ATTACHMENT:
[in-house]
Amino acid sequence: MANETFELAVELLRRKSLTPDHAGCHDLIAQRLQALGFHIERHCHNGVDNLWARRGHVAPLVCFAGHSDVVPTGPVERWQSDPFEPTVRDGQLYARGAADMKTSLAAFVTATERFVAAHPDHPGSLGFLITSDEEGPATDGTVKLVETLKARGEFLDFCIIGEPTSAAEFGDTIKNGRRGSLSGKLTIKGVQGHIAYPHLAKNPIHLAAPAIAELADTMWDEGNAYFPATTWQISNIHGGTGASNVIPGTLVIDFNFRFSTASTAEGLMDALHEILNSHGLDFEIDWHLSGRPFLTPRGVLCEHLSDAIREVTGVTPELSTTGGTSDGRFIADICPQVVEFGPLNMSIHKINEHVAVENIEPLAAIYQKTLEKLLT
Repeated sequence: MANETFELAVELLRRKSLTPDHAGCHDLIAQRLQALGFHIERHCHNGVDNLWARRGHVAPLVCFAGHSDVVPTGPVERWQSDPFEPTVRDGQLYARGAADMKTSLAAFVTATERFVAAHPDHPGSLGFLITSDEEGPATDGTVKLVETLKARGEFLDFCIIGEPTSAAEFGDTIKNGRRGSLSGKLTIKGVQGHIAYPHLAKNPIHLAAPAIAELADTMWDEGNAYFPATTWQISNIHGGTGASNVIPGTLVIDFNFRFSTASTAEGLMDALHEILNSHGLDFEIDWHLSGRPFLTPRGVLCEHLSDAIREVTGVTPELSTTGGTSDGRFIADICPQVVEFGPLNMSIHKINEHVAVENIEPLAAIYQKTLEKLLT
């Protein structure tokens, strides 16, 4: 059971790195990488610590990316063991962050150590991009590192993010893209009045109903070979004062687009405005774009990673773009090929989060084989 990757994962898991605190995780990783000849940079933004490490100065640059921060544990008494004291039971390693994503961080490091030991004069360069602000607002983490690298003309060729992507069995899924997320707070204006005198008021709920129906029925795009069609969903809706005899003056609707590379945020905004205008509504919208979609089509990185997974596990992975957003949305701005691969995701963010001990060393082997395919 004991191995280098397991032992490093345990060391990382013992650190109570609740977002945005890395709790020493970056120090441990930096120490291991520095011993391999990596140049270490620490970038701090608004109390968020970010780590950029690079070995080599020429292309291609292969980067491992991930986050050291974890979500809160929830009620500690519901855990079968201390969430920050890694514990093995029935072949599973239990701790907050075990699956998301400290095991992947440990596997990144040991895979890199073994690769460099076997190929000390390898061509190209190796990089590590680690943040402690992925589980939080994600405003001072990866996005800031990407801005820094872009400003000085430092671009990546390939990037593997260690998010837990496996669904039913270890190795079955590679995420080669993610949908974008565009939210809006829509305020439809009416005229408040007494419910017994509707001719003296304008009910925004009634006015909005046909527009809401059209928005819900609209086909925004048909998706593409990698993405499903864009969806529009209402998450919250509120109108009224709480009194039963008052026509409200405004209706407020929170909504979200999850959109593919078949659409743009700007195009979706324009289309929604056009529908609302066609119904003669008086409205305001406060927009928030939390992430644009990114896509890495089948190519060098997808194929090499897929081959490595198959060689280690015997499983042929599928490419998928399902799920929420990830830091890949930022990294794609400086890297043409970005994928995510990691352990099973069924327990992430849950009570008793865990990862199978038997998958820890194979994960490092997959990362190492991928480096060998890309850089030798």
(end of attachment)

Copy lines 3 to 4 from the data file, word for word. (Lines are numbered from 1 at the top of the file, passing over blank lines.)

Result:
Repeated sequence: MANETFELAVELLRRKSLTPDHAGCHDLIAQRLQALGFHIERHCHNGVDNLWARRGHVAPLVCFAGHSDVVPTGPVERWQSDPFEPTVRDGQLYARGAADMKTSLAAFVTATERFVAAHPDHPGSLGFLITSDEEGPATDGTVKLVETLKARGEFLDFCIIGEPTSAAEFGDTIKNGRRGSLSGKLTIKGVQGHIAYPHLAKNPIHLAAPAIAELADTMWDEGNAYFPATTWQISNIHGGTGASNVIPGTLVIDFNFRFSTASTAEGLMDALHEILNSHGLDFEIDWHLSGRPFLTPRGVLCEHLSDAIREVTGVTPELSTTGGTSDGRFIADICPQVVEFGPLNMSIHKINEHVAVENIEPLAAIYQKTLEKLLT
């Protein structure tokens, strides 16, 4: 059971790195990488610590990316063991962050150590991009590192993010893209009045109903070979004062687009405005774009990673773009090929989060084989 990757994962898991605190995780990783000849940079933004490490100065640059921060544990008494004291039971390693994503961080490091030991004069360069602000607002983490690298003309060729992507069995899924997320707070204006005198008021709920129906029925795009069609969903809706005899003056609707590379945020905004205008509504919208979609089509990185997974596990992975957003949305701005691969995701963010001990060393082997395919 004991191995280098397991032992490093345990060391990382013992650190109570609740977002945005890395709790020493970056120090441990930096120490291991520095011993391999990596140049270490620490970038701090608004109390968020970010780590950029690079070995080599020429292309291609292969980067491992991930986050050291974890979500809160929830009620500690519901855990079968201390969430920050890694514990093995029935072949599973239990701790907050075990699956998301400290095991992947440990596997990144040991895979890199073994690769460099076997190929000390390898061509190209190796990089590590680690943040402690992925589980939080994600405003001072990866996005800031990407801005820094872009400003000085430092671009990546390939990037593997260690998010837990496996669904039913270890190795079955590679995420080669993610949908974008565009939210809006829509305020439809009416005229408040007494419910017994509707001719003296304008009910925004009634006015909005046909527009809401059209928005819900609209086909925004048909998706593409990698993405499903864009969806529009209402998450919250509120109108009224709480009194039963008052026509409200405004209706407020929170909504979200999850959109593919078949659409743009700007195009979706324009289309929604056009529908609302066609119904003669008086409205305001406060927009928030939390992430644009990114896509890495089948190519060098997808194929090499897929081959490595198959060689280690015997499983042929599928490419998928399902799920929420990830830091890949930022990294794609400086890297043409970005994928995510990691352990099973069924327990992430849950009570008793865990990862199978038997998958820890194979994960490092997959990362190492991928480096060998890309850089030798």